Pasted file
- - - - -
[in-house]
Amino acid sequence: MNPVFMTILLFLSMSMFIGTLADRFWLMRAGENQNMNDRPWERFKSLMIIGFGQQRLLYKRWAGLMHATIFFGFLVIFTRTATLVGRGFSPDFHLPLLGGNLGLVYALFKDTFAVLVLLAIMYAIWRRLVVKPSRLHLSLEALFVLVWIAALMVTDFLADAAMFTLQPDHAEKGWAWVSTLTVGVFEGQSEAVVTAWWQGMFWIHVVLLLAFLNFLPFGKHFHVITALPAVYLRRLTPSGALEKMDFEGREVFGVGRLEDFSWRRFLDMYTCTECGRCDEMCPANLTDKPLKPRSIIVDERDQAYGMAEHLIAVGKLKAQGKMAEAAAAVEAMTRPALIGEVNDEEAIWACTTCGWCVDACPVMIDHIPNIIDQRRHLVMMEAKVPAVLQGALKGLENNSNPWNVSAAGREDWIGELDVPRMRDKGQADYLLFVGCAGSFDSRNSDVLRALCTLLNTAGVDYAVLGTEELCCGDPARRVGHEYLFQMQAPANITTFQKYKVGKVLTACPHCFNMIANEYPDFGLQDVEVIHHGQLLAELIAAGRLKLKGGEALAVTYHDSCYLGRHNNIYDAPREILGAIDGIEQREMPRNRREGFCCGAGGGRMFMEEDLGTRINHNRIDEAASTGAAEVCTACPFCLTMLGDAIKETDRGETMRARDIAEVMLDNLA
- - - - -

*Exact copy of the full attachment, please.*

[in-house]
Amino acid sequence: MNPVFMTILLFLSMSMFIGTLADRFWLMRAGENQNMNDRPWERFKSLMIIGFGQQRLLYKRWAGLMHATIFFGFLVIFTRTATLVGRGFSPDFHLPLLGGNLGLVYALFKDTFAVLVLLAIMYAIWRRLVVKPSRLHLSLEALFVLVWIAALMVTDFLADAAMFTLQPDHAEKGWAWVSTLTVGVFEGQSEAVVTAWWQGMFWIHVVLLLAFLNFLPFGKHFHVITALPAVYLRRLTPSGALEKMDFEGREVFGVGRLEDFSWRRFLDMYTCTECGRCDEMCPANLTDKPLKPRSIIVDERDQAYGMAEHLIAVGKLKAQGKMAEAAAAVEAMTRPALIGEVNDEEAIWACTTCGWCVDACPVMIDHIPNIIDQRRHLVMMEAKVPAVLQGALKGLENNSNPWNVSAAGREDWIGELDVPRMRDKGQADYLLFVGCAGSFDSRNSDVLRALCTLLNTAGVDYAVLGTEELCCGDPARRVGHEYLFQMQAPANITTFQKYKVGKVLTACPHCFNMIANEYPDFGLQDVEVIHHGQLLAELIAAGRLKLKGGEALAVTYHDSCYLGRHNNIYDAPREILGAIDGIEQREMPRNRREGFCCGAGGGRMFMEEDLGTRINHNRIDEAASTGAAEVCTACPFCLTMLGDAIKETDRGETMRARDIAEVMLDNLA